Interior will launch review of Trump’s Arctic oil plan

By Heather Richards | 09/08/2021 01:27 PM EDT

The Interior Department will review a Trump era decision to greenlight oil drilling in most of the National Petroleum Reserve of Alaska, it announced in a court filing yesterday.

National Petroleum Reserve in Alaska.

The National Petroleum Reserve in Alaska. Bob Wick/Bureau of Land Management/Flickr

The Biden administration will review a Trump-era decision to greenlight oil drilling access in most of the National Petroleum Reserve of Alaska, the Interior Department revealed in a court filing yesterday.

Management of the NPR-A has become a challenge for the administration, which aims to reform the federal oil and gas program to reduce climate impacts but also recently supported a contested $6 billion oil and gas project within its boundaries.

The Trump administration expanded oil and gas developers’ access last year to 84% from 50% of the 23 million-acre reserve.


Environmental groups promptly sued, claiming Interior failed to conduct a sufficient analysis under the National Environmental Policy Act and performed a weak assessment of its climate implications.

The Biden administration will now examine those issues and could change where drillers can lease and develop crude oil and natural gas.

While the review is underway, Interior won’t permit new oil and gas leases on land that the Trump administration opened for oil exploration.

Laura Daniel-Davis, Interior’s principal deputy assistant secretary, instructed the Bureau of Land Management last week to begin a review of the NPR-A management plans, tasking the agency to assess whether they complied with President Biden’s climate ambitions.

That memo was made public when filed in the U.S. District Court for the District of Alaska case last night. In it, Daniel-Davis said the department had yet to decide if it should “withdraw or replace” the final decision document approving the Trump-era management plan. She ordered Interior to complete its review by the new year.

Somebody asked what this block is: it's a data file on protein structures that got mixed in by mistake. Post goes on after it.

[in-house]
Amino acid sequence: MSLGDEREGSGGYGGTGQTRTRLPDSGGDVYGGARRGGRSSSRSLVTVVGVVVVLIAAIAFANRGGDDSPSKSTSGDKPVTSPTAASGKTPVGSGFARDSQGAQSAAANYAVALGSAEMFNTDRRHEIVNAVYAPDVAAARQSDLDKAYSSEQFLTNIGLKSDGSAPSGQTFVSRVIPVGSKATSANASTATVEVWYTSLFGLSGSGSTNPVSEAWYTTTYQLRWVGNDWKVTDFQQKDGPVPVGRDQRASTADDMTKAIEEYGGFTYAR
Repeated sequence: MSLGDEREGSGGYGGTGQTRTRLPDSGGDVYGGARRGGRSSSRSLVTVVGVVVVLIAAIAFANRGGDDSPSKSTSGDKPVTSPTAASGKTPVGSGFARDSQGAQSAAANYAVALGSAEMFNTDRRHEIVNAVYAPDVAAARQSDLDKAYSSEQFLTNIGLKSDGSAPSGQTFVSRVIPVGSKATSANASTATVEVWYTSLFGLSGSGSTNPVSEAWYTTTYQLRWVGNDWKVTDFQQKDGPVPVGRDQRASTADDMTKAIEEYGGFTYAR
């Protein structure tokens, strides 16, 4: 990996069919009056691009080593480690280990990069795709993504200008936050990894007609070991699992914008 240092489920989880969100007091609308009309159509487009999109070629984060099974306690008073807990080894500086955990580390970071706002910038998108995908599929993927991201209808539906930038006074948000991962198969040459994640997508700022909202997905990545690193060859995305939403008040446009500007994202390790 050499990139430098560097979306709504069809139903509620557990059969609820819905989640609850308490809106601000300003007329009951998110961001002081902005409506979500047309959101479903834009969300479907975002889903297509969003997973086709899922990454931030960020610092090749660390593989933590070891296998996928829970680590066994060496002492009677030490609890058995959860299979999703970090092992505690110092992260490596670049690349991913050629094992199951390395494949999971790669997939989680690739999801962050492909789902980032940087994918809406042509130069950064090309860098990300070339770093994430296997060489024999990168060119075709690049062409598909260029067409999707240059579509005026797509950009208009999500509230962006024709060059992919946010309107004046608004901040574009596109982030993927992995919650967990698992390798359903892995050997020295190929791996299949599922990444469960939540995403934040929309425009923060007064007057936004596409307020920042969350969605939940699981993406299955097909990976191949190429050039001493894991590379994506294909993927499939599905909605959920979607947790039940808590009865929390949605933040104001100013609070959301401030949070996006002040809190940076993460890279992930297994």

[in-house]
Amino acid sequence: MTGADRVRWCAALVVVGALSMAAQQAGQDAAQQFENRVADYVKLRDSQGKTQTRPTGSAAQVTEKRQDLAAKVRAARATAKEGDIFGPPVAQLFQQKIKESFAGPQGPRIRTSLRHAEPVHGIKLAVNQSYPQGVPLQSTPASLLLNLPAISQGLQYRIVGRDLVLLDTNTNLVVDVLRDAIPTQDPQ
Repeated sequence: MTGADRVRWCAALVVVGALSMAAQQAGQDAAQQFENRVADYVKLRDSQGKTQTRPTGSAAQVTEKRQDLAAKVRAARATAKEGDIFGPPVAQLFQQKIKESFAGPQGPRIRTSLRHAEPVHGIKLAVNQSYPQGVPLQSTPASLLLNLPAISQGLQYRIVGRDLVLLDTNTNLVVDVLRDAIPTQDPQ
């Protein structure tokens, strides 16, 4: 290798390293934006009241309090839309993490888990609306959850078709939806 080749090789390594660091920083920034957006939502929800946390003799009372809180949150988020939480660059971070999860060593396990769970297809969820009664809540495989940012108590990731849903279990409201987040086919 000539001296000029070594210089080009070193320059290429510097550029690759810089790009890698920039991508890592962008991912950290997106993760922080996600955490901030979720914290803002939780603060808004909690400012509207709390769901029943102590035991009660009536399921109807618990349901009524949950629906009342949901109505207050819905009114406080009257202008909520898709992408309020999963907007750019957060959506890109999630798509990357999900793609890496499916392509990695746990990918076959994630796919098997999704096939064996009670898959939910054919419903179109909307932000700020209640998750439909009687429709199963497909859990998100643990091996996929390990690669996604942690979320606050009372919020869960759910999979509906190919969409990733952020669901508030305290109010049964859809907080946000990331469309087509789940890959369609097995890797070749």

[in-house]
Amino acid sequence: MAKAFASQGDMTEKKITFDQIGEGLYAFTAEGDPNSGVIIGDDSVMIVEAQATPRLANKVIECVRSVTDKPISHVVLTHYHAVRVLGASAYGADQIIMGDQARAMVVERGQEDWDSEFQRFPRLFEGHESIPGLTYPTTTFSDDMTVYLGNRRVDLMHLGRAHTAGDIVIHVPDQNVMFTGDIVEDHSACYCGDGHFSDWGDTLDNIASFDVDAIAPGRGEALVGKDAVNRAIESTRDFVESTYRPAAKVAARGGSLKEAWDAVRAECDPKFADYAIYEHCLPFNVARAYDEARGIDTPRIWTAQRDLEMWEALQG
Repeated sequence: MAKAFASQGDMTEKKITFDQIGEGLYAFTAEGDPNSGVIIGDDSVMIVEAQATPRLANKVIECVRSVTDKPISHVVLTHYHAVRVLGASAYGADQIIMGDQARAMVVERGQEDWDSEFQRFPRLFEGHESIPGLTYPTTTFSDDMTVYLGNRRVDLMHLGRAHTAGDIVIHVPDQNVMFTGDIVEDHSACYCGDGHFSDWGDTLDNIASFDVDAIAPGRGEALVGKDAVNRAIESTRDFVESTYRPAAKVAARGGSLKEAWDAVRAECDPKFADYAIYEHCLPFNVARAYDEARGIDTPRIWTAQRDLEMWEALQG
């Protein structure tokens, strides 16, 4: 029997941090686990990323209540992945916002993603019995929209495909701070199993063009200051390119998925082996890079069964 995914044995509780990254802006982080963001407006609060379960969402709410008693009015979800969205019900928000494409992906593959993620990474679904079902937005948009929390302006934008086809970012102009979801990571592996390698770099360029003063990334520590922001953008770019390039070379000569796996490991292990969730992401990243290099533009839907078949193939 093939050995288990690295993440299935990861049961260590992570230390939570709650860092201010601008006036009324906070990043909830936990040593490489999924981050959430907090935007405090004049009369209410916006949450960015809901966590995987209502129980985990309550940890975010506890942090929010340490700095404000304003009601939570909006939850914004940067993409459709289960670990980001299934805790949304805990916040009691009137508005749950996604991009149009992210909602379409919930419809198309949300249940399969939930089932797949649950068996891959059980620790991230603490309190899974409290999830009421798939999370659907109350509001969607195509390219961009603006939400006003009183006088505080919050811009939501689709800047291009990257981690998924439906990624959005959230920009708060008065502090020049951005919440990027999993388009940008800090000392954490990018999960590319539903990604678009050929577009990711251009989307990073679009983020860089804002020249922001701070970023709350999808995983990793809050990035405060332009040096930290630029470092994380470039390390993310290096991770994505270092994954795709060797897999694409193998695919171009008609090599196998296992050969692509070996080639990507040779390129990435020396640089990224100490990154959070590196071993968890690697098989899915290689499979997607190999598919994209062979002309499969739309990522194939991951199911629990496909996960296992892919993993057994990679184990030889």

Interior spokesperson Tyler Cherry said in a statement yesterday the department was “committed to protecting public health, conserving land, water, and wildlife, and ensuring that management of our public lands and oceans is guided by science, equity, and community engagement.”

NPR-A issues that will draw scrutiny in the review include studies of the oil impacts to subsistence hunting for Alaska Natives and adherence to robust NEPA review, according to Interior.

The review, while not unexpected, has encouraged environmentalists engaged in the court battle over NPR-A management.

“We strongly believe that the 2020 plan was not only illegal, but now feel it’s incompatible with the Biden goals of addressing the climate and biodiversity crisis,” Kristen Miller, acting executive director of the Alaska Wilderness League, said in an interview.

Kristen Monsell, an attorney for one of the litigants, the Center for Biological Diversity, said the Biden review should be a first step in retiring all Arctic oil development.

“It’s a no-brainer that new Arctic oil leasing is completely inconsistent with addressing the climate emergency,” she said in a statement. “Any reasonable review will show that the Biden administration must revoke this disastrous plan and start phasing out existing fossil fuel extraction. Anything less than that simply won’t cut it.”

But the oil and gas industry is advocating for more, not less, oil access on federal lands in the Arctic.

A court recently revoked the Biden administration’s approval of ConocoPhillips’ Willow project in the NPR-A, leaving its outlook in limbo. Yet a recent discovery by oil company Energy 88 Ltd. in the reserve revealed as much as 1 billion barrels of crude in the same area (Greenwire, Sept. 1).

Kara Moriarty, president of the Alaska Oil and Gas Association, said her group is “very concerned” about Interior’s direction and called the 2020 plan a “well-considered decision that is fully compliant with all applicable laws.”

“Federal regulatory decisions must have predictability and integrity, and not be subject to the political whims of changing administrations,” she said.